Most herbs have not been studied as extensively as have drugs. As a result, it is often not known exactly which chemicals in herbs are the active ingredients. Similarly, the side effects of herbs and their interactions with drugs are not fully understood. In summary, even for well-studied herbs, the full range of effectiveness and the full range of side effects are not completely known.
Another important aspect of herbs is their variability. Because of the current lack of strict regulation in the United States, a great deal of variability is present in the quantity of the presumed active ingredient present in different herbal preparations. For example, one study of ginseng found 50 times as much of the active ingredient in some products as in others; this situation is similar to a physician telling a patient to take somewhere between one and 50 pills for a medical condition! Other reports have found no active ingredient in some ginseng preparations.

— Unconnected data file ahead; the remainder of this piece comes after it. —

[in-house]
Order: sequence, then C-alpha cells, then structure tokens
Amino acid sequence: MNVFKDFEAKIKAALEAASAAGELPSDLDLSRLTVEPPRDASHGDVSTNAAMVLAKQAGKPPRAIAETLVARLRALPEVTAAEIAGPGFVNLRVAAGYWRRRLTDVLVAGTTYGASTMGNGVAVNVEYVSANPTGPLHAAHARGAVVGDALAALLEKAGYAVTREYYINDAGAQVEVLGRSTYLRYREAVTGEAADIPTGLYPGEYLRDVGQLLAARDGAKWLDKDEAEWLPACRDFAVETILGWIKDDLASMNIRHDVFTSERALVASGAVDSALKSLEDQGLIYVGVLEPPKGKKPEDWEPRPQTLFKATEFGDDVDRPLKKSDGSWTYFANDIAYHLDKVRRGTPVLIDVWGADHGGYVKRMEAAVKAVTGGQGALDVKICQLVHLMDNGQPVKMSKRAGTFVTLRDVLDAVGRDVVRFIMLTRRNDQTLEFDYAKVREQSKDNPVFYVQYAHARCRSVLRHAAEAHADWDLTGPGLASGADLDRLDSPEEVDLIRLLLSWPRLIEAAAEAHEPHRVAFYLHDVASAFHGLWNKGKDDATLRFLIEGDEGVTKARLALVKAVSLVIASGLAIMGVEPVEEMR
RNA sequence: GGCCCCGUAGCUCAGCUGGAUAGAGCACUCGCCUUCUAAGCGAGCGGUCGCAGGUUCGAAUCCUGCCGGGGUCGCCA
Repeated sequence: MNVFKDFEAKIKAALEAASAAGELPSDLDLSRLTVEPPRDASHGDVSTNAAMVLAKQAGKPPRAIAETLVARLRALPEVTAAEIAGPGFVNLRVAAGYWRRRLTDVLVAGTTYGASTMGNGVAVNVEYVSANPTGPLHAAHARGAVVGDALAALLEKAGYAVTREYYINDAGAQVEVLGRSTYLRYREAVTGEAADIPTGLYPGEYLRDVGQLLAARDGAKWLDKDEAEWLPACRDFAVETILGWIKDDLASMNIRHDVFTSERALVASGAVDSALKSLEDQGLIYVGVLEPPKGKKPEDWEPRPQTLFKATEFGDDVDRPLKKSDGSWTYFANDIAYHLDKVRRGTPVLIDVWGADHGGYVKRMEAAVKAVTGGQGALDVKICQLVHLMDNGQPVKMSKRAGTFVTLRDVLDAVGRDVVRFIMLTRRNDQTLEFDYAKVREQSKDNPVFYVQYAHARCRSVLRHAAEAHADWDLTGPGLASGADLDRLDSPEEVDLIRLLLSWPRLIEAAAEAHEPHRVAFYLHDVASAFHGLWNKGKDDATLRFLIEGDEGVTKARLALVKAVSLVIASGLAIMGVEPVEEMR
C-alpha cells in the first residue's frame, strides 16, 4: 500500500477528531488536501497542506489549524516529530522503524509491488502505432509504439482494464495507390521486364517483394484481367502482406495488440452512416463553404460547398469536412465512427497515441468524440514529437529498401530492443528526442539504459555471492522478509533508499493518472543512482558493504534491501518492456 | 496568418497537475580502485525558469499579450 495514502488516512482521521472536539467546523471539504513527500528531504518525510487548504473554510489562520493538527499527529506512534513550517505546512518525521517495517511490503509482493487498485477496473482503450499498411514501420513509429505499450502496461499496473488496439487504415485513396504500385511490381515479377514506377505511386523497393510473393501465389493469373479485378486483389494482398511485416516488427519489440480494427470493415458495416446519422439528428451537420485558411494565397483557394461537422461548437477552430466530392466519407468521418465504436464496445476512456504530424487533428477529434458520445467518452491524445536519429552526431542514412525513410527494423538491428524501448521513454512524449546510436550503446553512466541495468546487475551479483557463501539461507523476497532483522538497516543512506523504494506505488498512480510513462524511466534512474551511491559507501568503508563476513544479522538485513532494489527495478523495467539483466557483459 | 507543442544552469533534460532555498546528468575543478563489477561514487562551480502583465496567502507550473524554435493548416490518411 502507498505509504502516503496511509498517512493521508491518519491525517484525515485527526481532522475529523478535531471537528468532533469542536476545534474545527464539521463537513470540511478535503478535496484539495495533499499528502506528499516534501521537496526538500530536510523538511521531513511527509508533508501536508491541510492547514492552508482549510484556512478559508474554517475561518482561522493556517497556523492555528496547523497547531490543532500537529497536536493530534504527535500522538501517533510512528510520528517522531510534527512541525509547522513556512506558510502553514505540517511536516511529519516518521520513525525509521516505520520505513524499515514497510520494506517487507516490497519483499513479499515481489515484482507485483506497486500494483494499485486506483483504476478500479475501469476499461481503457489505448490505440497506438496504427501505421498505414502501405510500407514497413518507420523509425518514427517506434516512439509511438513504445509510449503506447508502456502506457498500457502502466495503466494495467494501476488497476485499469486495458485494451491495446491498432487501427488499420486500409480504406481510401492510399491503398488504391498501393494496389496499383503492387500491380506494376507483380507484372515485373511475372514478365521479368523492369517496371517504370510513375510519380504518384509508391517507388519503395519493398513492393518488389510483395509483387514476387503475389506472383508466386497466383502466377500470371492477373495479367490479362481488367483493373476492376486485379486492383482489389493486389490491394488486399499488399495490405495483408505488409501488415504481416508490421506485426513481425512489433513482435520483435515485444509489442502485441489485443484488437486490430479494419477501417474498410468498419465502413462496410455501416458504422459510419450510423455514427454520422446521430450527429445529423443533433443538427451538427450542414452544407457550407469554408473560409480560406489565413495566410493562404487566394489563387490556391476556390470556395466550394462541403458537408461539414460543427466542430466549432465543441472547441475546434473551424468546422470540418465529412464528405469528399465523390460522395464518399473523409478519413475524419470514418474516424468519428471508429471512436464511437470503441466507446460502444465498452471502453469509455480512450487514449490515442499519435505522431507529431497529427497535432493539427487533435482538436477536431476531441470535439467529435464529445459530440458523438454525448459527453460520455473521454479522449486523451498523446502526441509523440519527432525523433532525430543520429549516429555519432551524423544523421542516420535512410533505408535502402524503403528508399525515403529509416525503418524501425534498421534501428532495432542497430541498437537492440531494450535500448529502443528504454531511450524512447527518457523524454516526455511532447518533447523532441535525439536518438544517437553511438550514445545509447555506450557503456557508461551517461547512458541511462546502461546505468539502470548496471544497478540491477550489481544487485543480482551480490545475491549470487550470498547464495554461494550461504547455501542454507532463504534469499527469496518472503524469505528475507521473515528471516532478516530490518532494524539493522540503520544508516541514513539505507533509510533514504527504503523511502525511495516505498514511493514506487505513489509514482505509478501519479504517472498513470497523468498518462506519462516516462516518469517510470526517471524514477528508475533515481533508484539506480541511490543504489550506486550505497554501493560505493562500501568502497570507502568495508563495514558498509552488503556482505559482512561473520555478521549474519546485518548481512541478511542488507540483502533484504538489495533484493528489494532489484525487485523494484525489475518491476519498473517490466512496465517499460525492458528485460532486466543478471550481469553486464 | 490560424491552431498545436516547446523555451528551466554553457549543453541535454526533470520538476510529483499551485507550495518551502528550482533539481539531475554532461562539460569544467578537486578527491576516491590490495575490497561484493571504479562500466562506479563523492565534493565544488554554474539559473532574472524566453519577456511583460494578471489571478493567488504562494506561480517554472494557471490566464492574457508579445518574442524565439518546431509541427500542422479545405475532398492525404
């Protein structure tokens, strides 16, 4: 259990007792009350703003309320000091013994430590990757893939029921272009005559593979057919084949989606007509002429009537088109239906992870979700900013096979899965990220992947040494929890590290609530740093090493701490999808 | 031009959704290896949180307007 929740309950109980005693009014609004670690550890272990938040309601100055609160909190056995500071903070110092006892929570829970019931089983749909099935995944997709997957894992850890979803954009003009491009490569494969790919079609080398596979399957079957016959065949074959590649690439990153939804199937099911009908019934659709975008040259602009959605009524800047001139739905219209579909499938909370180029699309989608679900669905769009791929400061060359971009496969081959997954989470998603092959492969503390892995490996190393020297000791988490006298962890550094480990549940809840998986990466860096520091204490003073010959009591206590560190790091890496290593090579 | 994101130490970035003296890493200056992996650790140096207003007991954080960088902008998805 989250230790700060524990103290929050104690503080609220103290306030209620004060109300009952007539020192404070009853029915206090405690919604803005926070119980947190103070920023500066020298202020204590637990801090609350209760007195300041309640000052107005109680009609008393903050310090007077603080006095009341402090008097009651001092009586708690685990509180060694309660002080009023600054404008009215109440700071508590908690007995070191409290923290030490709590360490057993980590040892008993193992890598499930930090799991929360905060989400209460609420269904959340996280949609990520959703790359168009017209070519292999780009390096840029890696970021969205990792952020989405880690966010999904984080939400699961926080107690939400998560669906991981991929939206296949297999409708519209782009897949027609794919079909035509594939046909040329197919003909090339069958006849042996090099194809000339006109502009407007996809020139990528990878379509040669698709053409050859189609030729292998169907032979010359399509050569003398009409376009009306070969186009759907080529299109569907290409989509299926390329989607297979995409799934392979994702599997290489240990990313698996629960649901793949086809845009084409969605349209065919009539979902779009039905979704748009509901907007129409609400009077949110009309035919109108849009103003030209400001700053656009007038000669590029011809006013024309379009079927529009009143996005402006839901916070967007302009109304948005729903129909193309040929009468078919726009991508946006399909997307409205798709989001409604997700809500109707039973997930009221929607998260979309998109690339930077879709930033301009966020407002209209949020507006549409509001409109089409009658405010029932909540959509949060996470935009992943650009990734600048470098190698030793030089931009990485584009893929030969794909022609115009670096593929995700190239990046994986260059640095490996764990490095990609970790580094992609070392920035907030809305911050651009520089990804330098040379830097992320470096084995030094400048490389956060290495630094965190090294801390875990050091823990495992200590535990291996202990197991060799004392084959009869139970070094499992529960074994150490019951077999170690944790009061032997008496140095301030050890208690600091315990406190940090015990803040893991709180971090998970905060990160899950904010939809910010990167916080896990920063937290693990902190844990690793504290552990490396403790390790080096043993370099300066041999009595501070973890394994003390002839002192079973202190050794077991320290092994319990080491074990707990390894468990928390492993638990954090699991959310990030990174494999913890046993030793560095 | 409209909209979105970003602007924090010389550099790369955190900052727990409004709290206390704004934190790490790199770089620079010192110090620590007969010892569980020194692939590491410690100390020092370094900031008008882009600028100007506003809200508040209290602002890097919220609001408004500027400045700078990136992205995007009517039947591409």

Finally, herbs should be avoided in certain circumstances. People should avoid herbs if they have multiple medical problems or are taking multiple medications; women who are pregnant or breast-feeding and children also should avoid herbs. Some medications have a very specific range in which they are effective and in which they do not have side effects. These include anticonvulsant medications, blood-thinning medications, and some heart medications. Herbs should not be taken with these medications because we do not know all of possible interactions that herbs could have with them. Some herbs could mildly alter the blood levels of these medications and thereby decrease their effectiveness or increase their side effects.
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